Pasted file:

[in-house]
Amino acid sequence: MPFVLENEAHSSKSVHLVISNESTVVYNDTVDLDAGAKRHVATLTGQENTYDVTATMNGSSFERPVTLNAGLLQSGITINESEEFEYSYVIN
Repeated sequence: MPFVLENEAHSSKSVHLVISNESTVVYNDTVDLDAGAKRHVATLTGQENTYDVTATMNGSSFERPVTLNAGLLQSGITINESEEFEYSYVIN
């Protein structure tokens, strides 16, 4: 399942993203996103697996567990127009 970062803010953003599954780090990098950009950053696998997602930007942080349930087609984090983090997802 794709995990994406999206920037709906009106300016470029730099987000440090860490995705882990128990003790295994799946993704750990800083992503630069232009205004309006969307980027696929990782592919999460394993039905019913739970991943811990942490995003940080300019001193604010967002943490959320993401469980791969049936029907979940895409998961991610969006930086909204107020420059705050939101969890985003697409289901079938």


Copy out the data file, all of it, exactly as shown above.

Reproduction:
[in-house]
Amino acid sequence: MPFVLENEAHSSKSVHLVISNESTVVYNDTVDLDAGAKRHVATLTGQENTYDVTATMNGSSFERPVTLNAGLLQSGITINESEEFEYSYVIN
Repeated sequence: MPFVLENEAHSSKSVHLVISNESTVVYNDTVDLDAGAKRHVATLTGQENTYDVTATMNGSSFERPVTLNAGLLQSGITINESEEFEYSYVIN
């Protein structure tokens, strides 16, 4: 399942993203996103697996567990127009 970062803010953003599954780090990098950009950053696998997602930007942080349930087609984090983090997802 794709995990994406999206920037709906009106300016470029730099987000440090860490995705882990128990003790295994799946993704750990800083992503630069232009205004309006969307980027696929990782592919999460394993039905019913739970991943811990942490995003940080300019001193604010967002943490959320993401469980791969049936029907979940895409998961991610969006930086909204107020420059705050939101969890985003697409289901079938």